I have to agree with joefromchicago that the Lincoln sketch is biased almost beyond belief. And the only reason I qualify that with an 'almost' is because one does have to consider the source. That said, Lincoln was far from the paragon of virtue which the secondary school level textbooks would have him be. There is so much nonsense in those textbooks, anyway, it's a wonder any of us learn anything accurate about American history.
I seem to remember being taught that the American Civil War was fought over the issue of chattel slavery. (Now, granted, when I went to school scarce five or six years had passed since the end of that war.
) From Lincoln's point of view, slavery had hardly anything to do with it. He openly said, in a letter to Horace Greely, the redoubtable editor of the New York Herald, that if he could keep the Union together without freeing a single slave, he would gladly do so. I also recall being taught (maybe I misunderstood; I don't know) that the Emancipation Proclamation, issued as an executive order by President Lincoln, freed a whole bunch of slaves. In fact, that order didn't free a single soul. It cleverly applied only to "those states in rebellion" against the USA, i.e. states over which neither Lincoln nor anyone else in Washington had any control whatsoever. It was sort of like our present situation in Cuba. We don't recognize Fidel Castro as the legitimate head of state on that island. Yeah, so what? Does that, somehow, depose him? The point is that the Emancipation Proclamation did not
apply to those states where the Government, under Lincoln, could have legitimately freed the people in bondage -- Missouri, Kentucky, Maryland and Delaware, the so-called Border States.
Slavery was outlawed by the 14th Amendment to the Constitution, and Lincoln was long dead by then.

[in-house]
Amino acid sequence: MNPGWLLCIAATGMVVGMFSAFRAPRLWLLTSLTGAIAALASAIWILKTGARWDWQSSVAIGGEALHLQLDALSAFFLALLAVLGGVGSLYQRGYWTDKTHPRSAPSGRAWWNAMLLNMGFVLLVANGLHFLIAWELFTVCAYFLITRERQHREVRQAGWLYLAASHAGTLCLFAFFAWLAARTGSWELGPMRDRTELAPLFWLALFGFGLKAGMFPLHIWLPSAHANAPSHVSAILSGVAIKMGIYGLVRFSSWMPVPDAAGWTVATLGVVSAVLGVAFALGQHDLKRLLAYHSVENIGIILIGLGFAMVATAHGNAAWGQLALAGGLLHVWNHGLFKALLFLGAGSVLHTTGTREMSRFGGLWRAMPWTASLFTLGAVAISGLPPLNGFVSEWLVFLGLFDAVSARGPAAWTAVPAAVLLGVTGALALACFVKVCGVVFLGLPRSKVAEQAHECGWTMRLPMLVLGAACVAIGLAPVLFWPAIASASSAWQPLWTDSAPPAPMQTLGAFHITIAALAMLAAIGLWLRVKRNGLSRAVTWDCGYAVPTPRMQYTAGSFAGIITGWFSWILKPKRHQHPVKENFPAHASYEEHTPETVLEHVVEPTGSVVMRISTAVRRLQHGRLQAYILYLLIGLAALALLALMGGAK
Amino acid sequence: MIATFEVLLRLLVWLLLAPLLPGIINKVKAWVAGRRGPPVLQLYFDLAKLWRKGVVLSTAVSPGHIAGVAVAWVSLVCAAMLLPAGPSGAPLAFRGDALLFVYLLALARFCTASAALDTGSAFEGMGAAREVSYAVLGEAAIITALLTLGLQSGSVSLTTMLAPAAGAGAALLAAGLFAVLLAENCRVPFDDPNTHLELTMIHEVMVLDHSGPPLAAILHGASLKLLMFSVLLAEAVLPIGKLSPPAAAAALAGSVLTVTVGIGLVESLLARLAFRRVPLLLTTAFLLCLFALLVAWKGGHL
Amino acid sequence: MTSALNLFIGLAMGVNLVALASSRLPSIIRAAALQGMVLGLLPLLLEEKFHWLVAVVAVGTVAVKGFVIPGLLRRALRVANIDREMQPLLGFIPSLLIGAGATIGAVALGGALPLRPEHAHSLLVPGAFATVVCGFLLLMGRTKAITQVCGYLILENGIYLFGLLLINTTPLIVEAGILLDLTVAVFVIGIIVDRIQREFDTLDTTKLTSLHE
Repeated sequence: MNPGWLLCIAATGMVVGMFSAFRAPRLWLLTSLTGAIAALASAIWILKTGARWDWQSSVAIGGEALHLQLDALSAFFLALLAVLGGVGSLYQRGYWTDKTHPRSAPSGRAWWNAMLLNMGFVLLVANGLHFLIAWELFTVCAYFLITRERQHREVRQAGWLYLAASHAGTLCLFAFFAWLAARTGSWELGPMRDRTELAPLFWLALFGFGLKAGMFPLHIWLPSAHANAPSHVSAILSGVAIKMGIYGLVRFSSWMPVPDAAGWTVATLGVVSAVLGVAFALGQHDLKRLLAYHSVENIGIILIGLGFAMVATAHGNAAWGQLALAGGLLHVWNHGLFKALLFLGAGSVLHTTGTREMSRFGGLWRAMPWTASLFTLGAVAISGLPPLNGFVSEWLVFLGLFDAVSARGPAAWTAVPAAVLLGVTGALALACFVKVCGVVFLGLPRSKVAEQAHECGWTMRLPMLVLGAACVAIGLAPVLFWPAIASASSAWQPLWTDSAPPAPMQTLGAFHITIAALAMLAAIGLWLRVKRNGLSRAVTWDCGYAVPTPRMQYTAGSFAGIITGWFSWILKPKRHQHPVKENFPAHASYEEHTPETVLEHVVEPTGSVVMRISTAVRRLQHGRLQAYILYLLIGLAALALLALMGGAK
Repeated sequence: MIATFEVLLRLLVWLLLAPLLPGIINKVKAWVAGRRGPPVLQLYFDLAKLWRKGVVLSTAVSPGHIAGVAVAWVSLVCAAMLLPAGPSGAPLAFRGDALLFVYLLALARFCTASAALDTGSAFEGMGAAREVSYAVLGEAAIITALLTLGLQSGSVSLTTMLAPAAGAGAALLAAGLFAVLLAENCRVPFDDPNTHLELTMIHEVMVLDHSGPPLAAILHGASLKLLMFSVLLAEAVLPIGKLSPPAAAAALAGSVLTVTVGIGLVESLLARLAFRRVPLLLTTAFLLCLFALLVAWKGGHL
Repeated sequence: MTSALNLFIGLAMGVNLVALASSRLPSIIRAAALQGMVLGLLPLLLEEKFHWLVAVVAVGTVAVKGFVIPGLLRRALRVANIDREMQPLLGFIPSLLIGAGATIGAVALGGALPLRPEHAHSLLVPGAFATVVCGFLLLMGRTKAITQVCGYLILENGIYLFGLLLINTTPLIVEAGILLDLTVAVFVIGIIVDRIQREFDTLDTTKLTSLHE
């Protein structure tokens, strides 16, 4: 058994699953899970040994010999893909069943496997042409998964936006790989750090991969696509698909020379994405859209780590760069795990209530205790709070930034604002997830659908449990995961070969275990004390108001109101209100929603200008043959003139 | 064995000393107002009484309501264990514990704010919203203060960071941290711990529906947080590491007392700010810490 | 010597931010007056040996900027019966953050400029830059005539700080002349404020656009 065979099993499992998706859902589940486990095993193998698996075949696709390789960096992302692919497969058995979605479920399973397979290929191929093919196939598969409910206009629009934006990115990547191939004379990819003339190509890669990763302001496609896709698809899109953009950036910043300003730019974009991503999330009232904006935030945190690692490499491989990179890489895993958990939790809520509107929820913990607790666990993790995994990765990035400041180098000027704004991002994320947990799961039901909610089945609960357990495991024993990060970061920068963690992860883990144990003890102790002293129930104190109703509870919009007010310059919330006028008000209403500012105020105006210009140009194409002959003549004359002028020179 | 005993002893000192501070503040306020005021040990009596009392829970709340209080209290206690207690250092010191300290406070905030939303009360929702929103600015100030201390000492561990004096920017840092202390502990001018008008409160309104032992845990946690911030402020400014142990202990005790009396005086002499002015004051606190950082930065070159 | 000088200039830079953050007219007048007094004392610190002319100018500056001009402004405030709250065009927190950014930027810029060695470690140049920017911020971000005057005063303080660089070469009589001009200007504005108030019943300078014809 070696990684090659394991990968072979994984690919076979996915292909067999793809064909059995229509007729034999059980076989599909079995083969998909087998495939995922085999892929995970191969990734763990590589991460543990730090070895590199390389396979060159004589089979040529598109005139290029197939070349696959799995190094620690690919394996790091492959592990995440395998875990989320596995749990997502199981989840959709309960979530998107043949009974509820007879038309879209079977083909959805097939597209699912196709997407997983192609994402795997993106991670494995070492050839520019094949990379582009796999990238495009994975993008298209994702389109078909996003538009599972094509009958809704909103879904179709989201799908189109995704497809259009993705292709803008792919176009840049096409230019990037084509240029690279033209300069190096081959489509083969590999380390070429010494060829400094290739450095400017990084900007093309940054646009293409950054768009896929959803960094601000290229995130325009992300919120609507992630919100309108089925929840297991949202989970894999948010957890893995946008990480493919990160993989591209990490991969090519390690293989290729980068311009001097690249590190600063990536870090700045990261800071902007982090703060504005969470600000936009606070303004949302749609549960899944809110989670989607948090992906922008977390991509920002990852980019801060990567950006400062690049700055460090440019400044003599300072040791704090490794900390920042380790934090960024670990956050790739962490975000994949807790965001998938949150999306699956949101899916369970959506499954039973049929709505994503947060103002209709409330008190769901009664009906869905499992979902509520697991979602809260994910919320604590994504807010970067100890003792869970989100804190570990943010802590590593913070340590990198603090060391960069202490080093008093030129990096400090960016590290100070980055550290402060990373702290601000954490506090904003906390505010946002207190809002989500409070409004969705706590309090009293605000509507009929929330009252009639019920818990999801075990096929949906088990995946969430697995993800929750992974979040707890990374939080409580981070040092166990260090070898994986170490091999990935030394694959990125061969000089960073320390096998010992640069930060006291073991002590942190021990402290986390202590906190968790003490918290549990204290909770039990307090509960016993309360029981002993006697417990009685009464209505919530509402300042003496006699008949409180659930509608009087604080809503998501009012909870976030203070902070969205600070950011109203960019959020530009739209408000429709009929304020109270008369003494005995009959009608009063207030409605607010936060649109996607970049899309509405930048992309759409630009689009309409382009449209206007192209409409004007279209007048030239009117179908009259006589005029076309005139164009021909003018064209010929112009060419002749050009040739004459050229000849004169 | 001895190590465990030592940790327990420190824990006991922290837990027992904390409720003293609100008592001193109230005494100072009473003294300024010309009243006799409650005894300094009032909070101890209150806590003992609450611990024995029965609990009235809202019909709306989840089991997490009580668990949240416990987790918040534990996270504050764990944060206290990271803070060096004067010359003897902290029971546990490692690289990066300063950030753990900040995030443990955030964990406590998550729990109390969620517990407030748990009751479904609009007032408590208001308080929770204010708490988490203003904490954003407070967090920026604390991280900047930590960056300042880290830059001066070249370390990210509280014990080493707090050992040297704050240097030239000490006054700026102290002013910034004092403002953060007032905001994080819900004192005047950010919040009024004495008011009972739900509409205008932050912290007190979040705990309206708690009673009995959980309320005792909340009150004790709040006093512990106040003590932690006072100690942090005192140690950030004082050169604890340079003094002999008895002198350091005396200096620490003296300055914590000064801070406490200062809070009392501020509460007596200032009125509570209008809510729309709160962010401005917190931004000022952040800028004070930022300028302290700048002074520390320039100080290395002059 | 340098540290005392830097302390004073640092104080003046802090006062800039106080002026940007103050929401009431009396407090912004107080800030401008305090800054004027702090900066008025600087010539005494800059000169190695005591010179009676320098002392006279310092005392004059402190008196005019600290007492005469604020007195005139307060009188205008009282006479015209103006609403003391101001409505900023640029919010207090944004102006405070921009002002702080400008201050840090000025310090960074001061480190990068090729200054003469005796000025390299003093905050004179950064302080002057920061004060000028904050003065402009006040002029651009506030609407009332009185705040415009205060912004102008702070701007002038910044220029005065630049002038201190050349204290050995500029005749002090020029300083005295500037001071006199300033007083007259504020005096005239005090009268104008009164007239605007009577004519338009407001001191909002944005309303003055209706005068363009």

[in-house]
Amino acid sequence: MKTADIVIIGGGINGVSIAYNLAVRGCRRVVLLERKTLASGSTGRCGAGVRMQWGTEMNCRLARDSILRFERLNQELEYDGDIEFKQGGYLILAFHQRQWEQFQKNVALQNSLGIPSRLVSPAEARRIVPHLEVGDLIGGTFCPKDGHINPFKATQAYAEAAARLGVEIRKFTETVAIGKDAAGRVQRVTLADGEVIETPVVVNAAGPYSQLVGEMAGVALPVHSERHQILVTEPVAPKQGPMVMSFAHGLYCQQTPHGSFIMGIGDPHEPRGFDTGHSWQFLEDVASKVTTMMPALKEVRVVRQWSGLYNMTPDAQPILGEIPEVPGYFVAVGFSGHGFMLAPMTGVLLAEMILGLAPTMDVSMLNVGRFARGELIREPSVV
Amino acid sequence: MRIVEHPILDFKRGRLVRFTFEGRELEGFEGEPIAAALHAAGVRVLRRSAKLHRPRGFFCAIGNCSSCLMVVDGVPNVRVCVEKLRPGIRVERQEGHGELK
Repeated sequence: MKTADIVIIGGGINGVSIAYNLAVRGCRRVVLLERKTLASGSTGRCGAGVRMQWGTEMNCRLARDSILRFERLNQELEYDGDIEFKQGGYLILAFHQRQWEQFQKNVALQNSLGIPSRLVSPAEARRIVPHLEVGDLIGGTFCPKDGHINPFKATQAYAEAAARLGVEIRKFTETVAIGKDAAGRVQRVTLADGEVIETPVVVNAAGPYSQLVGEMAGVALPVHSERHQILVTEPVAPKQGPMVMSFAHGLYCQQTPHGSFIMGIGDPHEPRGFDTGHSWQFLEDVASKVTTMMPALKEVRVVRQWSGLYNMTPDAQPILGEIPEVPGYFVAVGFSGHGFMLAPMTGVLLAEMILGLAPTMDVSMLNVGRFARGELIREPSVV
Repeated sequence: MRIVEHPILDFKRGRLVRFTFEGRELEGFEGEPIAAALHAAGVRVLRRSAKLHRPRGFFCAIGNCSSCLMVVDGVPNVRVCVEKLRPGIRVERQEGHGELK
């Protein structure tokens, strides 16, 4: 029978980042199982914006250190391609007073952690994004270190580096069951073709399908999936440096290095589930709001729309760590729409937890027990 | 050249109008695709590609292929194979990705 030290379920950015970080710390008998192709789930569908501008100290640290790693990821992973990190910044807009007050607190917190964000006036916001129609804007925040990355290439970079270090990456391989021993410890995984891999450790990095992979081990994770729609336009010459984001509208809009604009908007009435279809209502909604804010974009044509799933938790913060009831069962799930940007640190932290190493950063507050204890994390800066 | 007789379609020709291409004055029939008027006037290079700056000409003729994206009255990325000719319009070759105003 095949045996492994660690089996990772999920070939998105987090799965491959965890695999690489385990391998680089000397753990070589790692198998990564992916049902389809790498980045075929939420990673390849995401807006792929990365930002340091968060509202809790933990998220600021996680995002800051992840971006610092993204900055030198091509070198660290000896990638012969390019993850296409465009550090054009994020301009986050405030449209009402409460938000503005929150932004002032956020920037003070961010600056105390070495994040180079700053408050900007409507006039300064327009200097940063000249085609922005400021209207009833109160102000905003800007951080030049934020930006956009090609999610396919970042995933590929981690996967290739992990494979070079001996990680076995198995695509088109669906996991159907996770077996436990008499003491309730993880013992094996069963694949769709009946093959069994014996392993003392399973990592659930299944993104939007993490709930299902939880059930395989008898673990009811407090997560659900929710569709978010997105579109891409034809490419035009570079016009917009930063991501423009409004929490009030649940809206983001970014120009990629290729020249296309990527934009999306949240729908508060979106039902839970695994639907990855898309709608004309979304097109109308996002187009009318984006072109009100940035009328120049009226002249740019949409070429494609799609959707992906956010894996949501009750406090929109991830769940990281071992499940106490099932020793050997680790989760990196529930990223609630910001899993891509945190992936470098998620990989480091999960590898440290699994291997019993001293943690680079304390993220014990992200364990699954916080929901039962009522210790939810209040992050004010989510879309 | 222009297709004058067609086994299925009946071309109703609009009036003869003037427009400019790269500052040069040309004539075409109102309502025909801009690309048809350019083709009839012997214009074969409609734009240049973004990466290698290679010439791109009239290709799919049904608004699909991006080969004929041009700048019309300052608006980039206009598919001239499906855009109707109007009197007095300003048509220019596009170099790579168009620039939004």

But Lincoln is admirable on many other counts. He was, certainly, one of the most articulate and moving orators at a time when the job of speech-writer had not yet been invented. He had great moral courage and a powerful will. And one wonders where he got his military acumen and talent for grand strategy. Working with a handful of totally incompetent generals in the field (all the good talent had gone over to the Confederate side), he managed to turn the Army of the Potomac into an actual fighting unit and impose his will on the generals in the field, discarding Gen. Winfield Scott's totally unworkable 'Anaconda Plan' early on. And, I believe, down deep he was a quite sincere and honest person. Something about the Gettysburg address rings so true, it can come only from the heart. There is no artifice, no bombast, no grandstanding here.
Now, Washington. Well, he had already died when I was born, so I am less familiar with his accomplishments.
But I see great similarities between the two men. Both had that iron will and the ability to impose it on others. Washington's command of his army in the field is impressive, as has already been pointed out. And there was a typically American sense of humility about him, despite the fact that, by the standards of his day, he was to the purple born.
As for who had the best sense of humor, Letty, I don't know. They've all been funny in their own way. Nixon's declaring "I am not a crook," for example, is a hilarious throw-away line. So is Clinton's insistance on knowing what the dinition of 'is' is. Side-splitting. Bush is funny in his won way, too, but he's too much the buffoon for my taste. Except for Charlie Chaplin, I never did enjoy slapstick all that much.